'Hatless Jack' Tracks the Demise of the Fedora Headgear was once considered as necessary as shoes for the American man. No more. Some think the decline began with JFK, who didn't like to be photographed wearing a hat. But author Neil Steinberg tells NPR's Scott Simon there's more to the story, as he details in a new book, Hatless Jack.
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'Hatless Jack' Tracks the Demise of the Fedora

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'Hatless Jack' Tracks the Demise of the Fedora

'Hatless Jack' Tracks the Demise of the Fedora

'Hatless Jack' Tracks the Demise of the Fedora

  • Download
  • <iframe src="https://www.npr.org/player/embed/4286210/4286308" width="100%" height="290" frameborder="0" scrolling="no" title="NPR embedded audio player">

Neil Steinberg's book tracks a declining interest in men's formal headgear, a trend helped along by John F. Kennedy. hide caption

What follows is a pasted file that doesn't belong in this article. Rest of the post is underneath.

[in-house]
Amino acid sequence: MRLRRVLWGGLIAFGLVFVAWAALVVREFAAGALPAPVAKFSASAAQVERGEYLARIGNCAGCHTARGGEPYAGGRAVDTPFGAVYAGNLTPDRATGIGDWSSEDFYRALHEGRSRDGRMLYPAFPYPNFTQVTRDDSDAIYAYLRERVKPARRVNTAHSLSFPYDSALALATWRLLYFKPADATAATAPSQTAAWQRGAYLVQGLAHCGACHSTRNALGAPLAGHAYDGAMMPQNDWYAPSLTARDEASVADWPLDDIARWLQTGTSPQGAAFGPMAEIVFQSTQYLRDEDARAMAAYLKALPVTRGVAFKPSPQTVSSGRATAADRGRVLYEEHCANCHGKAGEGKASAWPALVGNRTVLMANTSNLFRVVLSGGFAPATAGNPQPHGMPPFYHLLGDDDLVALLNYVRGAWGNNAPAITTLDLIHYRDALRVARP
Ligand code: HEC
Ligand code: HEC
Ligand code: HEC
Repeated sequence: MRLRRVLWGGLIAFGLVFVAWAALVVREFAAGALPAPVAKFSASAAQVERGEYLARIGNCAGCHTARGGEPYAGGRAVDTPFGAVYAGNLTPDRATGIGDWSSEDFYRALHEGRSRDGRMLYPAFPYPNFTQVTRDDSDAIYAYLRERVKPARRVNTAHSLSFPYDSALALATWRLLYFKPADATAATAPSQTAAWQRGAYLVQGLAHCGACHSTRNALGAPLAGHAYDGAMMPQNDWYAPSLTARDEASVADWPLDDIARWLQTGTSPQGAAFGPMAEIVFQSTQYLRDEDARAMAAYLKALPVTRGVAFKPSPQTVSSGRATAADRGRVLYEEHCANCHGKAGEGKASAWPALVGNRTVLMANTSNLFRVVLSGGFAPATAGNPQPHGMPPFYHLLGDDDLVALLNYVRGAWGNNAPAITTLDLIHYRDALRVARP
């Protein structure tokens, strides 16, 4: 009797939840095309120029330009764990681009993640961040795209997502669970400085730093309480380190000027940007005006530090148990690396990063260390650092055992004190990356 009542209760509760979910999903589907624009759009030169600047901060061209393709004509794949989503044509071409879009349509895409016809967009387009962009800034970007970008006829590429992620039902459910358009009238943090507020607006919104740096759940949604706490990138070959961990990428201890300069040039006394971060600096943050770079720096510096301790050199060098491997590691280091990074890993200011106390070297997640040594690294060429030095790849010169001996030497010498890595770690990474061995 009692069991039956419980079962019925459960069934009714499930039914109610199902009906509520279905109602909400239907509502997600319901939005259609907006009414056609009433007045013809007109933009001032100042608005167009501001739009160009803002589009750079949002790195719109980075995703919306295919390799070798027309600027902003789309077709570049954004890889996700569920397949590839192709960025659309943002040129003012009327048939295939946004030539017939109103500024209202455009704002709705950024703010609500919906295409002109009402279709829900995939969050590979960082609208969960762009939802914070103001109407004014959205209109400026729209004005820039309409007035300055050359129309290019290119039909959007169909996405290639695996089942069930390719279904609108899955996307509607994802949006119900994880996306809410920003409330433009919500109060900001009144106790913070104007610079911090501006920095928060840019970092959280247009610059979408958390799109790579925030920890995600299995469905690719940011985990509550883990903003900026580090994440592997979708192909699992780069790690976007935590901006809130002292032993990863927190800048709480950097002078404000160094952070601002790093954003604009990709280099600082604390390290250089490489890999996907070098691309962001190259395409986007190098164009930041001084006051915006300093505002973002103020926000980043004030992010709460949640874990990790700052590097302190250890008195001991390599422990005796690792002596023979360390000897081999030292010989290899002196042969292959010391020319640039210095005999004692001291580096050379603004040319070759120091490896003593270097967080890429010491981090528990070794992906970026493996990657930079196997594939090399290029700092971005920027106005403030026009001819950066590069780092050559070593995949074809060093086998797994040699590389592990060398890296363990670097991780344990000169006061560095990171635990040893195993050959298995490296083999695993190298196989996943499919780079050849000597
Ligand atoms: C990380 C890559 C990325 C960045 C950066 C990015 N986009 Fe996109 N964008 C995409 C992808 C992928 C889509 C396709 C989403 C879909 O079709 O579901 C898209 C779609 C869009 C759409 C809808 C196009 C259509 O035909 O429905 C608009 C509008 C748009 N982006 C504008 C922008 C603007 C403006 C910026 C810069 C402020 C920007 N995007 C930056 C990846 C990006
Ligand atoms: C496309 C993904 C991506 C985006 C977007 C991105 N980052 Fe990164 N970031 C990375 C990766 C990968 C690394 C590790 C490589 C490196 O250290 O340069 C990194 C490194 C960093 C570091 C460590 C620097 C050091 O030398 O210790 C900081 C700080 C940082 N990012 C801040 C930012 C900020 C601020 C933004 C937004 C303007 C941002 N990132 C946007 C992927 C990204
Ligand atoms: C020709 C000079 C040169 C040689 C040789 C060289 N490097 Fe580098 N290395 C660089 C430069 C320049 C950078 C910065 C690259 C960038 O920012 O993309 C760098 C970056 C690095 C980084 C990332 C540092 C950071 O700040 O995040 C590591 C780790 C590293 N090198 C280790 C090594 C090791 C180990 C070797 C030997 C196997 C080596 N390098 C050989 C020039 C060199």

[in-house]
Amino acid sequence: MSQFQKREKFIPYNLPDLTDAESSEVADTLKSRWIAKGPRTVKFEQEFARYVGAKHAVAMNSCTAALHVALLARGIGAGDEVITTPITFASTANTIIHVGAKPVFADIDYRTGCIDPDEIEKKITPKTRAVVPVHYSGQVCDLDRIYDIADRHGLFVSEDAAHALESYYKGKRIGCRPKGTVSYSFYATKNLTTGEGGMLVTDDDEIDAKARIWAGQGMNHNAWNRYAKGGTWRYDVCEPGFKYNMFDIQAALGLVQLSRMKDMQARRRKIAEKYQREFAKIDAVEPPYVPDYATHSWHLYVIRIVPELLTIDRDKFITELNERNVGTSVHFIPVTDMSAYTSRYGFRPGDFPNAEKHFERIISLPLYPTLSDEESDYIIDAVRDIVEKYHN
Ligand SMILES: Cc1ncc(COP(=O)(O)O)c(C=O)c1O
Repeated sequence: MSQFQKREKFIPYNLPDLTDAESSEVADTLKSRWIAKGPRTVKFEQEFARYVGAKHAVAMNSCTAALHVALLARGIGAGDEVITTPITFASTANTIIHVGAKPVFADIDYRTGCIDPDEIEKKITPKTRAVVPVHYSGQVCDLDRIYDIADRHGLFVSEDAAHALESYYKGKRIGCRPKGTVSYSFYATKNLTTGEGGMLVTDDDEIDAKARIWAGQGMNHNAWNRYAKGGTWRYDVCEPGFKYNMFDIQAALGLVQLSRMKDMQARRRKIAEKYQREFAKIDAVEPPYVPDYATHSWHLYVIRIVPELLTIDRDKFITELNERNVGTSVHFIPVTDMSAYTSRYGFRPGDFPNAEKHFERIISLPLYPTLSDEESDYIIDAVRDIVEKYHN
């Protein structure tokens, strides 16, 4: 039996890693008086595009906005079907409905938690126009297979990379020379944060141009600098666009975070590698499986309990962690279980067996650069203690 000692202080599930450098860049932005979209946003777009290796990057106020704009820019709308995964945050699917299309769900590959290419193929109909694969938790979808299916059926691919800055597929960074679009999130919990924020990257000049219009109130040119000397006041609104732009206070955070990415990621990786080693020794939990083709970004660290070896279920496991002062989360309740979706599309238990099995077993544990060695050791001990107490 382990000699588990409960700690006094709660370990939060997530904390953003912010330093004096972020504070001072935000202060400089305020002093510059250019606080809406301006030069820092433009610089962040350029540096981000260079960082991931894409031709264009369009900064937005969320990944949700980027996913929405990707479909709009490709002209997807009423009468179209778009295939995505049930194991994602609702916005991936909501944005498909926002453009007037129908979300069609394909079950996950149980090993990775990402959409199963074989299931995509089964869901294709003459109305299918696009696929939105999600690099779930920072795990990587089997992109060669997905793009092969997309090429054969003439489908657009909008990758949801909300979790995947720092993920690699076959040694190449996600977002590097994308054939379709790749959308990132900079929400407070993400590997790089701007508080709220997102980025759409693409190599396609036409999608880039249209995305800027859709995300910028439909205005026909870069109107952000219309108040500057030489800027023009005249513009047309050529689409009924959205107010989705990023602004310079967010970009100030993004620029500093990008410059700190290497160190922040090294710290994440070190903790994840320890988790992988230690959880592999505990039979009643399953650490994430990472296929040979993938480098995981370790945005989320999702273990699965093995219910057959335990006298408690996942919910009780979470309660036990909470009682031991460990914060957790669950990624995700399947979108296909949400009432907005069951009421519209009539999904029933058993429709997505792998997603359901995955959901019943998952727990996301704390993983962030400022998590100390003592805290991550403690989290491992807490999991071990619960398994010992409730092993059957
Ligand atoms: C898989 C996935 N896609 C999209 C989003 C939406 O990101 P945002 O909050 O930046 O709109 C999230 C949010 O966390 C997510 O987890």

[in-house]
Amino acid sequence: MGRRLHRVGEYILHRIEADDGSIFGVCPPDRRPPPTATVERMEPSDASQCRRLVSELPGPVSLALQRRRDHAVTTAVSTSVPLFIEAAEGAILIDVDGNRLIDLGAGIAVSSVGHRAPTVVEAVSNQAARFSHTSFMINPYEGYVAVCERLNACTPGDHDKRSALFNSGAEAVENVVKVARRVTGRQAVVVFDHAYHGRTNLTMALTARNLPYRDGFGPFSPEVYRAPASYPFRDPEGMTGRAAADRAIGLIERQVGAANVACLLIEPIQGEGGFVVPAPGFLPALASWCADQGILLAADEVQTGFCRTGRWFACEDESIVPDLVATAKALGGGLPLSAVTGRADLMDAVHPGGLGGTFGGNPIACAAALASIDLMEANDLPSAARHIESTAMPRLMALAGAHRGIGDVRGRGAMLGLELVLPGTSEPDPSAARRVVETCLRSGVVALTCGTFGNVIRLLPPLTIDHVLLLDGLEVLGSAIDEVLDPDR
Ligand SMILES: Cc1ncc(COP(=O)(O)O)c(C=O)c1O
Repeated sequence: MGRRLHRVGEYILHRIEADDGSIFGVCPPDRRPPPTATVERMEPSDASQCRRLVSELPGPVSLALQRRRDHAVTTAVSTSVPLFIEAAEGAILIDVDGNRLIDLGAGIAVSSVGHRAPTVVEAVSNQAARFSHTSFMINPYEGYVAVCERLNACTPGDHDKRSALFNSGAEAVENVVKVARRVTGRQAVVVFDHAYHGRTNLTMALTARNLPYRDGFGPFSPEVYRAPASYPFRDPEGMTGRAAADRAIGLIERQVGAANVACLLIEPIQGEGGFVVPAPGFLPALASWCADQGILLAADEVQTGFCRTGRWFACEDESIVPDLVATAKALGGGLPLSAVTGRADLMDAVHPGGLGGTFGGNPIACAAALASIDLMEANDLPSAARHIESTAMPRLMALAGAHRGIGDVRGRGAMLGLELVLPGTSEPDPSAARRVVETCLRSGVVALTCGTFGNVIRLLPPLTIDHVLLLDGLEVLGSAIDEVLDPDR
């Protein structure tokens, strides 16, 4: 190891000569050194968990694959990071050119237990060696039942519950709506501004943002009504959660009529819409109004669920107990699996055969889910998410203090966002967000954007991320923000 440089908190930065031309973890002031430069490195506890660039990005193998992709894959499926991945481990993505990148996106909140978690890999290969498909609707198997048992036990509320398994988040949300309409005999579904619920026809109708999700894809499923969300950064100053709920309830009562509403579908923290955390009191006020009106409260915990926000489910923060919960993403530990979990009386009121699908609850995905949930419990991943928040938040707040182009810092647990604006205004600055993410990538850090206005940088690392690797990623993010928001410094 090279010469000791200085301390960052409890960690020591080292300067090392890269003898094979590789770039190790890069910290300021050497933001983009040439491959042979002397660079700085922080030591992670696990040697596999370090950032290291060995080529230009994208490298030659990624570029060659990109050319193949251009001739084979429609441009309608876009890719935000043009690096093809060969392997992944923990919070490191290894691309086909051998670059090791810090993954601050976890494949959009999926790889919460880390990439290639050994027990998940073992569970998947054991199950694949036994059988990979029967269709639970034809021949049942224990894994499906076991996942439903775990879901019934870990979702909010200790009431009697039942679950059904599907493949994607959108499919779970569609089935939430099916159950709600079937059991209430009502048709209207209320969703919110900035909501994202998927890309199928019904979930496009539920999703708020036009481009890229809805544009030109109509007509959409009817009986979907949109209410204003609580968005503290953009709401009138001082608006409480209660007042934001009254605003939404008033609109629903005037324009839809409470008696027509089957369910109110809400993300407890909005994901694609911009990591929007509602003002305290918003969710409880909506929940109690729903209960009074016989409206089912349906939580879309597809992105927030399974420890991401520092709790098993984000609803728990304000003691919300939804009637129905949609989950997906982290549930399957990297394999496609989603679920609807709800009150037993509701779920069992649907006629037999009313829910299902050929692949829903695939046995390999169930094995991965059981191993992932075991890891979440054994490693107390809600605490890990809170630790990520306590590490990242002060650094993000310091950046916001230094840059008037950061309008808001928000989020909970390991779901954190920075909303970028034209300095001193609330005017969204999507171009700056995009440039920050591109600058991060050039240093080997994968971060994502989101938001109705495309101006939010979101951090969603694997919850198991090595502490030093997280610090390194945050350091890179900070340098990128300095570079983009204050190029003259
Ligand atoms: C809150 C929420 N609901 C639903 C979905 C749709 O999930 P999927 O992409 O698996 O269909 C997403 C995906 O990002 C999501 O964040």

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American men do not wear hats the way they used to, when headgear was considered as necessary as shoes. Hatless has become proper on formal and social occasions. But when did the trend begin?

One popular assumption is that American men stopped wearing hats after John F. Kennedy didn't wear a hat to his inaugural in 1961. But it's not necessarily so, as author Neil Steinberg tells NPR's Scott Simon.

Steinberg, a Chicago Sun-Times columnist, gets to the bottom of the debate over lids with his book Hatless Jack: The President, the Fedora and the History of an American Style.

Books Featured In This Story

Hatless Jack

The President, the Fedora, and the History of an American Style

by Neil Steinberg

Paperback, 342 pages |

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Title
Hatless Jack
Subtitle
The President, the Fedora, and the History of an American Style
Author
Neil Steinberg

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